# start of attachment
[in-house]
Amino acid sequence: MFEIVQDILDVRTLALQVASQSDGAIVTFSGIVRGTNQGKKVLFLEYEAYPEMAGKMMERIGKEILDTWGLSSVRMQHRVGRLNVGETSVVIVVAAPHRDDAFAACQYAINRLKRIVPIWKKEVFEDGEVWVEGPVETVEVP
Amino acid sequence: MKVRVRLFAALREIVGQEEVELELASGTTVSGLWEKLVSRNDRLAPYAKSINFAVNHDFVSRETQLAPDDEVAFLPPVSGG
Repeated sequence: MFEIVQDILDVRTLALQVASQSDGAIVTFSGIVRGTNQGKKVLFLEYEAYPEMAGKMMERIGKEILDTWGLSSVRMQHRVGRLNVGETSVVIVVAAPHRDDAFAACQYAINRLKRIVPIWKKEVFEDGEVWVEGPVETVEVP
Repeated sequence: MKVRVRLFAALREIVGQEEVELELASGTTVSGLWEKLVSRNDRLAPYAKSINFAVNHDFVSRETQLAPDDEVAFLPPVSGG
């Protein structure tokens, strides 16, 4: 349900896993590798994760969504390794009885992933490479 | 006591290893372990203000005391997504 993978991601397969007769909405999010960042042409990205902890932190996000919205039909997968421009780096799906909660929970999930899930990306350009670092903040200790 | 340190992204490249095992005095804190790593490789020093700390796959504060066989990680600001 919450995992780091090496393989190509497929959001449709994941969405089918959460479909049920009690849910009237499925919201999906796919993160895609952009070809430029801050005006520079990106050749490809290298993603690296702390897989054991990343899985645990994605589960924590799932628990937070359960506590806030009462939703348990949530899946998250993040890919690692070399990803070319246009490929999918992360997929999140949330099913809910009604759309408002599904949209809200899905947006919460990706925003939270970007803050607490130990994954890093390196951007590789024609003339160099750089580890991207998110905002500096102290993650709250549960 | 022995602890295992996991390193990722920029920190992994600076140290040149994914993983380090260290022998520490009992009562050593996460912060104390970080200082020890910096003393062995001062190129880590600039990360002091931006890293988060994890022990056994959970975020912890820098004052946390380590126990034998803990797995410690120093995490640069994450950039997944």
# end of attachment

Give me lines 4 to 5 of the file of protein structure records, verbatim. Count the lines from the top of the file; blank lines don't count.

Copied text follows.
Repeated sequence: MFEIVQDILDVRTLALQVASQSDGAIVTFSGIVRGTNQGKKVLFLEYEAYPEMAGKMMERIGKEILDTWGLSSVRMQHRVGRLNVGETSVVIVVAAPHRDDAFAACQYAINRLKRIVPIWKKEVFEDGEVWVEGPVETVEVP
Repeated sequence: MKVRVRLFAALREIVGQEEVELELASGTTVSGLWEKLVSRNDRLAPYAKSINFAVNHDFVSRETQLAPDDEVAFLPPVSGG